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As for THE LIFE OF PABLO, even when the lyrics are forgettable at best, there is a stunning lack of variety in terms of Kanye’s delivery (apart from “No More Parties in LA”). On what seems to be the universal fan favorite, “Ultralight Beam,” he continually says “We on an ultralight beam,” “This is a God dream,” and “This is everything.” “Highlights” also consists of mostly recycled couplets, with “Hands up, we just doing what the cops taught us,” “I’ve been outta my mind a long time,” “I’m a Chicago south sider,” and “Driving in the same car that they killed Pac in” presented multiple times. Take a look at Kanye’s performance on “Fade,” which consists in its entirety of: “Roll up, roll up; hold up, hold up; po’ up, po’ up / I’ma rock the boat, work the middle ‘til it hurt a little / Fuckin’ with a real ass nigga / Fuck how you feel ass nigga / Bitch better act like you know better / Woah.” WHAT? THIS IS THE MAN THAT PENNED “NEW SLAVES,” “ALL FALLS DOWN,” AND “GORGEOUS”???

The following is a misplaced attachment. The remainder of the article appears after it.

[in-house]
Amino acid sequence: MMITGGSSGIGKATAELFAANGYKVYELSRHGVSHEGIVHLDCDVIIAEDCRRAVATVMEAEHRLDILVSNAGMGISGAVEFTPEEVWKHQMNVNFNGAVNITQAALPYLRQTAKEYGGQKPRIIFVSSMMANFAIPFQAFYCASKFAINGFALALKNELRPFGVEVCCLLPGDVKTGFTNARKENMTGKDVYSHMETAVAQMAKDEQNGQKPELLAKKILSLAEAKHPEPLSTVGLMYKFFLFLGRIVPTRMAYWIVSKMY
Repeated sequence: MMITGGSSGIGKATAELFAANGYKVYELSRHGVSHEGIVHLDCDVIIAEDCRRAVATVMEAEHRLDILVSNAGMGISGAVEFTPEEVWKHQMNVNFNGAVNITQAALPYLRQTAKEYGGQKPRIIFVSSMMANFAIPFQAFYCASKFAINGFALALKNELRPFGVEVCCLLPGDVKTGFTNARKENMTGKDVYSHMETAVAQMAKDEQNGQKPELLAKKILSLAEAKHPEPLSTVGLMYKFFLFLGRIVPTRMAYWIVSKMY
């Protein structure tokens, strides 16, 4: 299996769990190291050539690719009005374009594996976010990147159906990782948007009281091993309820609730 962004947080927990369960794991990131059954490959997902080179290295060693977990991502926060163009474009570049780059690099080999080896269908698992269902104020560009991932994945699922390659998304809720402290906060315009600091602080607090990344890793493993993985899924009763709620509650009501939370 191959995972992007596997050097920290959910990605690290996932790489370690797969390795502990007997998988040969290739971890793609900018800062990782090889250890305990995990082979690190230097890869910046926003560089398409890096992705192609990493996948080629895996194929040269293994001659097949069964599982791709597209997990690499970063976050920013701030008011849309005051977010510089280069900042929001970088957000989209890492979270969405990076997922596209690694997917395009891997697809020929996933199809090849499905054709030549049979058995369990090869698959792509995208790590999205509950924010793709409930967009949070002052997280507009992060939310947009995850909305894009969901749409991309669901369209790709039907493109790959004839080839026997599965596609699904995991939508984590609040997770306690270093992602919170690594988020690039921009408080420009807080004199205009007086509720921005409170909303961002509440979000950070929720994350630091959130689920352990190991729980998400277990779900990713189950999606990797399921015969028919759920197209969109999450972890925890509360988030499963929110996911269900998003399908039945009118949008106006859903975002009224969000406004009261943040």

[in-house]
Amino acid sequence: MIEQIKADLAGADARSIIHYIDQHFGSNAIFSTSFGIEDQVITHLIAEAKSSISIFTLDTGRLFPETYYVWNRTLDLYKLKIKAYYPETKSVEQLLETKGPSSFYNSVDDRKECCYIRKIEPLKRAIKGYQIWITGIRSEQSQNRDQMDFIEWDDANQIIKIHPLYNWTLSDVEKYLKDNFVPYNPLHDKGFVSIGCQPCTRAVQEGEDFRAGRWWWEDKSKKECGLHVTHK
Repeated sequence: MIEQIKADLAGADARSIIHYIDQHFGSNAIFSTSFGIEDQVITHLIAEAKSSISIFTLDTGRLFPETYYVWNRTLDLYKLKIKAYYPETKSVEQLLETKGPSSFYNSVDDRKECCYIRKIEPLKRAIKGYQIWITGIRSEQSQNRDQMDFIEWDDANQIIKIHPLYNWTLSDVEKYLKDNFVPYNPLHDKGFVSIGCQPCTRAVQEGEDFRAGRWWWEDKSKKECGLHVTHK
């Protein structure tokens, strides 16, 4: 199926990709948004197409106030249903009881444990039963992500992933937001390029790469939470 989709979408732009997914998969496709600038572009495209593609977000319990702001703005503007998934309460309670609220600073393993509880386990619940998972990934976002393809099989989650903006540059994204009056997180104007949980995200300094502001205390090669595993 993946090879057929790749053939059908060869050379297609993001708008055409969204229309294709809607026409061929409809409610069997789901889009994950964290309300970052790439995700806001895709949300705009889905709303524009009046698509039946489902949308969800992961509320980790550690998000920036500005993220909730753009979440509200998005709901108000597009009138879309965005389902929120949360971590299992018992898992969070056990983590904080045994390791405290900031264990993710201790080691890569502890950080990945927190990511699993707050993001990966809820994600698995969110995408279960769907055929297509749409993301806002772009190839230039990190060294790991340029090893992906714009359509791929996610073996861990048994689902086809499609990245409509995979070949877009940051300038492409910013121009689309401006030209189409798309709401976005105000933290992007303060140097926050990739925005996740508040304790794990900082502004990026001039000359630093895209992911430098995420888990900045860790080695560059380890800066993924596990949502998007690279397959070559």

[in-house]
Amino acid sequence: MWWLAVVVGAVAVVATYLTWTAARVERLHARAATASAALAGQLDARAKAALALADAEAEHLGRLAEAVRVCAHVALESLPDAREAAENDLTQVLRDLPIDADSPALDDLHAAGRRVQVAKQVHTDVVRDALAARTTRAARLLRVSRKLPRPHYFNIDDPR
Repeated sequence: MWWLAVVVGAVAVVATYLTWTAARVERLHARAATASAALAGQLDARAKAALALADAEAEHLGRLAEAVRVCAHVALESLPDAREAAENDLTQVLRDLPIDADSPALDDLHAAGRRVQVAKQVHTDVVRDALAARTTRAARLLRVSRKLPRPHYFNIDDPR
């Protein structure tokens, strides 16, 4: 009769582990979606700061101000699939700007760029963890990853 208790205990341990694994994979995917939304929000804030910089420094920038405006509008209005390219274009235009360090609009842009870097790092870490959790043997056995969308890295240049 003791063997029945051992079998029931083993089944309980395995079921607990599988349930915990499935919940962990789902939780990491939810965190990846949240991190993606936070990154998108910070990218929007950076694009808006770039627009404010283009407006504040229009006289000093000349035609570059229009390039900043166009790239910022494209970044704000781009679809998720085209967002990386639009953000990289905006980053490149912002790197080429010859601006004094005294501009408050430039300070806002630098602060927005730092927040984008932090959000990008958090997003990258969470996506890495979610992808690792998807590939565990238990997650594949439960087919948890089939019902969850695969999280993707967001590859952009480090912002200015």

Some could run 808S AND HEARTBREAK as a counterpoint, it being a similarly downplayed album on a lyrical level, but 808S is intended to be a direct, languorously emotional album, a mid-paced wallowing in feelings, if you will. Furthermore, the only reason it was really processed and assessed as an album even tangentially in the hip hop vein is because of Kanye’s previous releases (yet again, playing with what the perception of a rap artist is); if it were released by someone without Kanye’s name value, it would most likely be considered in a pop R&B or an alternative R&B light, both of which necessitate the formation of stanzas and choruses that stick in your head through repetition. All of this is to say that…